In the history of nightclub design there are two pulsating neon beacons of hedonism that shine on despite their demise – New York’s Studio 54 and Manchester’s The Haçienda. The latter’s importance in British culture has received an unlikely endorsement from Historic England as part of its celebratory campaign A History of England in 100 Places.

The legendary club, which opened in 1982 but peaked during the Madchester and rave years of the late 80s and early 90s, has been chosen as one of the ten historic places for music and literature. The list was voted for by the public and selected by novelist (and fan of the club) Monica Ali. Fellow nominees in the list include more traditional destinations such as the homes of literary greats Charles Dickens, the Brontë sisters and Jane Austen. The only other music venues listed are The 100 Club and Abbey Road Studios.

The Haçienda was the brainchild of Factory Records and in particular New Order who were influenced by the New York club scene. Orchestrated by Peter Saville, the design director of the label at the time, he pulled in designer Ben Kelly, with whom he’d already worked with on various album sleeves, to overhaul a disused canalside warehouse in Manchester. Kelly created a post-industrial interior full of factory references – such as bollards and the now iconic hazard stripes.

Inside The Haçienda which was designed in 1981 with ‘graphic language borrowed from factory interiors’. Courtesy of Ben Kelly Design

‘I was very surprised,’ Kelly said of the news, ‘but it just proves The Haçienda will never die. The list is a great idea and it’s mind blowing being in the company of Abbey Road, Handel and Hendrix, you don’t get much better than that. Apparently Monica Ali used to go and was a fan, that’s the kind of effect The Haçienda had on people, a week doesn’t go by when something comes up related to the club.’

Looking back both Saville and Kelly credit the idealism of Factory Records and the freedom of self-expression granted by the label above "any commercial objective" as key to their success. Kelly believes its brilliance lay in their rookie approach. ‘It was both Factory Records and my first nightclub so it had that fantastic naïveté in its favour.’ His hybrid format, which placed the stage to the side rather than one end, meant it thrived as both music venue and club. This changed the nightclub genre and in time pioneered the UK’s halcyon days of clubbing; propelling that heady crossover between Indie and Dance music which climaxed with the second summer of love in 1988.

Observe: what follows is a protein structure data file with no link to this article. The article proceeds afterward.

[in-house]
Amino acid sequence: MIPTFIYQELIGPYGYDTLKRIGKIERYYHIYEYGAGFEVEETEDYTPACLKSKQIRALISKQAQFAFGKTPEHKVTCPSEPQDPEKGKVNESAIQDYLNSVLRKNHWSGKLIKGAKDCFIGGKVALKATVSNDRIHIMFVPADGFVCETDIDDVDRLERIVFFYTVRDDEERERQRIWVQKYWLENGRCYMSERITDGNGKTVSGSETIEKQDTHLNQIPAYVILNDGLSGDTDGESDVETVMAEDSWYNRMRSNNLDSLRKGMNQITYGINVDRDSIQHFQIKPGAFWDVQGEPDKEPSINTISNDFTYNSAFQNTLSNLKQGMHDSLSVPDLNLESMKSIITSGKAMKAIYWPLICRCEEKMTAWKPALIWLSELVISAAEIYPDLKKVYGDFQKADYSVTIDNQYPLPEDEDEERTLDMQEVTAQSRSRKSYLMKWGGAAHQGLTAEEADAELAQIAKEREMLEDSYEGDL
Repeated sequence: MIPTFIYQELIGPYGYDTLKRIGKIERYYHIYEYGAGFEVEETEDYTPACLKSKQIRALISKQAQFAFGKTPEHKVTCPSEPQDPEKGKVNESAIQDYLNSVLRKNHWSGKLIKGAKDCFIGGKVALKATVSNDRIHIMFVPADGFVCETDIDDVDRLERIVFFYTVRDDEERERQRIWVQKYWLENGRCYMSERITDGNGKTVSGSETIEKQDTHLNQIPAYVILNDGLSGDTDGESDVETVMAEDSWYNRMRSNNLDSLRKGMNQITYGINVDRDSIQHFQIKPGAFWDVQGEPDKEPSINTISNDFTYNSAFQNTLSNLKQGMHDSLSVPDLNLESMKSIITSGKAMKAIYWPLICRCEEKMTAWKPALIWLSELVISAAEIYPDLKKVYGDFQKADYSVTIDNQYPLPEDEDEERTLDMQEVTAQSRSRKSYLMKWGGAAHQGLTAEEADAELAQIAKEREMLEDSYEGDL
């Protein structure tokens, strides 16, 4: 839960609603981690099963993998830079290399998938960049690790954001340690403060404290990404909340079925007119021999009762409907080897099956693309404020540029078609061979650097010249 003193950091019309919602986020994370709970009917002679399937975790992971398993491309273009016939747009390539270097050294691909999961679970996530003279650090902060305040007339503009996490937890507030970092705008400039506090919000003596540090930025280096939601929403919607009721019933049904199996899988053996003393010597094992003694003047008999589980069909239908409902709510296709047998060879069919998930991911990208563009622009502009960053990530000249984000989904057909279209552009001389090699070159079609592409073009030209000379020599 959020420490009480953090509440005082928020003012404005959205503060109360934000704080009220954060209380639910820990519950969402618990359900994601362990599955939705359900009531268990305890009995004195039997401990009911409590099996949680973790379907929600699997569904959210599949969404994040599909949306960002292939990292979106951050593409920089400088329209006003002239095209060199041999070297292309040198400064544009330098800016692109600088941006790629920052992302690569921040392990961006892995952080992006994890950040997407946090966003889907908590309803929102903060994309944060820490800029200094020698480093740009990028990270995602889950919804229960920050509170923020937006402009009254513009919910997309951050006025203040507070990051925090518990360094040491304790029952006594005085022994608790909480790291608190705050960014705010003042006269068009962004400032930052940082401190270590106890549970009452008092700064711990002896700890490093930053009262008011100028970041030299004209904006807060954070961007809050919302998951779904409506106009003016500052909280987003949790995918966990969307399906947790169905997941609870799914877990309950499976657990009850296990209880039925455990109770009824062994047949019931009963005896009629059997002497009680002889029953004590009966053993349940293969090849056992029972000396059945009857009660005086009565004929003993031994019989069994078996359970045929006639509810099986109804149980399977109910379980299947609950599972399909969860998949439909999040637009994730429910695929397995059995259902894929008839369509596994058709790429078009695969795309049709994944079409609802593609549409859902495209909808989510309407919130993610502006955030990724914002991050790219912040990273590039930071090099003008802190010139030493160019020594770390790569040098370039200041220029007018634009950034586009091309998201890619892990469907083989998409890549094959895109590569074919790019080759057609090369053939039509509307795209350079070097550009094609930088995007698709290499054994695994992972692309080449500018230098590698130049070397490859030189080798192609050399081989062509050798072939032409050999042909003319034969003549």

And although it may have closed in 1997, under a cloud of shootings and financial troubles, The Haçienda has been formally credited with kicking off the city’s regeneration. ‘When I used to visit Manchester pre-Haçienda I felt it was in monochrome, but the club changed everything, suddenly it was like a colour switch went on,’ recalls Kelly.

‘The great thing about designing the club was that once they commissioned you Factory Records just let you get on with it’,’ recalls Kelly of the project

The site may now be home to luxury warehouse flats, but its influence continues to reverberate. Most high profile perhaps is Virgil Abloh, who riffed off the hazard stripes for his Off-White luxury athleisure label, something that was brought to Kelly’s attention by friends. ‘I thought what cheeky f**ker is doing this, but then we spoke and really got on and went on to collaborate for Design Miami 2016.’ Together they created a homage to the club in the form of a touring mobile club unit which Kelly dubbed ‘Off Set’, this went on to feature in exhibitions in Liverpool and London and led to the Ruin installation at 180 The Strand.

So Saville’s grand claims when he wrote about the project in 2002 seem remarkably prescient now: ‘This building has, I think, had a greater aesthetic influence than some of the higher art of architecture. It seems extraordinary to think now about how strange this building seemed in 1981, and how the post-industrial aesthetic has been adopted totally by our culture.’

Asked what he thought of the Historic England poll, Saville said, ‘it is important to recognise that in its independence The Haçienda was “of the people, for the people”, it was a place they took to their hearts, it was their Haçienda.’